Getting comfortable in the seat, I perused the instrument panel. VH-MSF is fitted with what’s a fairly common setup these days – a combination EFIS on the left-hand side, an avionics stack in the middle and engine instruments to the right, all fitted above electrical switches across the bottom edge.
The seating position was very comfortable, not only due to the rather wide cabin, in comparison to most other aircraft in this category, but also due to all controls and instruments falling easily to hand and being clearly visible. In fact, the P2008 is wider than most single engine light aircraft.
The only drawback I found was the lack of visibility to the side. The side door windows were a little low for your average sized Aussie. My eyeline was level with the top edge of the window, which meant I had to stoop forward to look level sideways out the side window. The single piece windscreen however had unrestricted visibility forward and to the side.
The door window height was almost the same as in the Tecnam P2006T. Bruce indicated that he experienced the same problem but had nonetheless grown used to it.
Visibility to rear was excellent, with the tailplane tips easily visible from the cabin through the tinted aft side windows.
The EFIS fitted to VH-MSF is a Dynon D1000 10-inch Skyview system incorporating synthetic terrain. The Dynon system has the conventional layout of two vertical tapes with digital readout of airspeed, altitude and vertical speed. A conventional ASI and altimeter are mounted above the Dynon EFIS.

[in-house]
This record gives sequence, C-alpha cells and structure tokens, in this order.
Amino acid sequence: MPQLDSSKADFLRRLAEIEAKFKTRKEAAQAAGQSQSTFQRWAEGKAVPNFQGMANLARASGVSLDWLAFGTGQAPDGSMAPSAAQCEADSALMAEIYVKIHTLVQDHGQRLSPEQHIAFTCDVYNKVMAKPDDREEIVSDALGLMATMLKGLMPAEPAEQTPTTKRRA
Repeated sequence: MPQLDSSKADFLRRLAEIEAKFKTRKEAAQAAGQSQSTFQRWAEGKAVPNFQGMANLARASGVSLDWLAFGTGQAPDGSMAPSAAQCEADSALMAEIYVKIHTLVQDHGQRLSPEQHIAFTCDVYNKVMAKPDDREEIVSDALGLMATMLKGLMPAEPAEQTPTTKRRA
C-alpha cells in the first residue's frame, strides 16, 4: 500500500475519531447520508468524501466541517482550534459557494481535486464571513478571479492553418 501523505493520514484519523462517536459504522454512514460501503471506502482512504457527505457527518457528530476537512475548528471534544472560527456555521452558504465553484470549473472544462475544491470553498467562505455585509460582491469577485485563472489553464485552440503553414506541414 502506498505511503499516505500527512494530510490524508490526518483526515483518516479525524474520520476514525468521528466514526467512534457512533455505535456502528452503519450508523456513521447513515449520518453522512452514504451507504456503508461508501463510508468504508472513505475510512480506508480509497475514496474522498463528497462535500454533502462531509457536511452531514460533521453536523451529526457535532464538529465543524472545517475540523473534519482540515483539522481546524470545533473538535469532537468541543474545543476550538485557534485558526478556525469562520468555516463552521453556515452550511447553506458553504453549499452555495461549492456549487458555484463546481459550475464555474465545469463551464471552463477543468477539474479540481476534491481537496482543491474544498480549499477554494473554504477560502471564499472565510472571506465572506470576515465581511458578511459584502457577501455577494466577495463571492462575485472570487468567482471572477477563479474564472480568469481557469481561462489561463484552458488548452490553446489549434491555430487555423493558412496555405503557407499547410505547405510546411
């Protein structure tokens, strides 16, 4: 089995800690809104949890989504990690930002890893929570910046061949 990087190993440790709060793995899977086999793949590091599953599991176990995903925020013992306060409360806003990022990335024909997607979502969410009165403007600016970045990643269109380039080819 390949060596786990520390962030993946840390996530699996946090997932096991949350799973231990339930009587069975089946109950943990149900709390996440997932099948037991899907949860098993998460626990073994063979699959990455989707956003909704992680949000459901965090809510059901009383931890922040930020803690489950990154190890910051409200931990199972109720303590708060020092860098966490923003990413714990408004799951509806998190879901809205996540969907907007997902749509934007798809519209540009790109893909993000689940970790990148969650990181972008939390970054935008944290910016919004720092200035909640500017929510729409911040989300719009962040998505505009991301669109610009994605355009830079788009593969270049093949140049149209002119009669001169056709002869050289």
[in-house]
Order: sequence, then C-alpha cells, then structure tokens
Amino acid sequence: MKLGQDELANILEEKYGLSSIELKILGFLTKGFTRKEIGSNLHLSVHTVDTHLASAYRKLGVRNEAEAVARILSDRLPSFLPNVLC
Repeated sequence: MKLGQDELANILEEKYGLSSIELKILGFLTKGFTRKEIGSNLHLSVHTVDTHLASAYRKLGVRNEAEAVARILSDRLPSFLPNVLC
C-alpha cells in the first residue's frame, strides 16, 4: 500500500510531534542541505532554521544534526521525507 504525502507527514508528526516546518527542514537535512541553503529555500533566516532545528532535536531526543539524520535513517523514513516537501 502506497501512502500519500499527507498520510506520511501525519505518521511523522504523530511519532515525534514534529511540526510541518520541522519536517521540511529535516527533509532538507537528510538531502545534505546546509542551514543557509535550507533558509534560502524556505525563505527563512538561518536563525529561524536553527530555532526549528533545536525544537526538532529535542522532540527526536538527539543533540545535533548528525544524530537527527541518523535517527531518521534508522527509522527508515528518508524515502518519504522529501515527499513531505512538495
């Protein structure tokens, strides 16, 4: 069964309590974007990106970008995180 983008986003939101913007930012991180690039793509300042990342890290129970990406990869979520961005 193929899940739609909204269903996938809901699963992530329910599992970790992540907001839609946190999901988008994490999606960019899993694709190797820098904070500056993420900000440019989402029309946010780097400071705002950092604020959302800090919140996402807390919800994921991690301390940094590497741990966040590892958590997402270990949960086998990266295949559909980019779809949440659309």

Below the attitude indicator display is a full compass card representation. TAS and GS are displayed below the IAS tape display. An indication of the wind direction is in the lower right corner of the EFIS display.
The centre avionics stack was dominated by the Garmin G695 colour GPS map display. The G695 had a handy feature that creates a ‘snail trail’ of your flight path, should it become necessary to retrace your route.
Below the Garmin were a Garmin Transponder and single VHF. There was still ample space on the panel for a second backup VHF should customers wish to option it with a second system mounted in a round instrument cut-out.
The right-hand side of the panel held a multitude of engine instruments. Interestingly, this particular P2008 has an RPM gauge calibrated in prop RPM. Other Rotax powered aircraft I’ve recently flown have their RPM calibrated in engine RPM, whereas that of the P2008 from now on will have ‘numbers’ that are more familiar to pilots of aircraft having conventional Lycoming or Continental installations.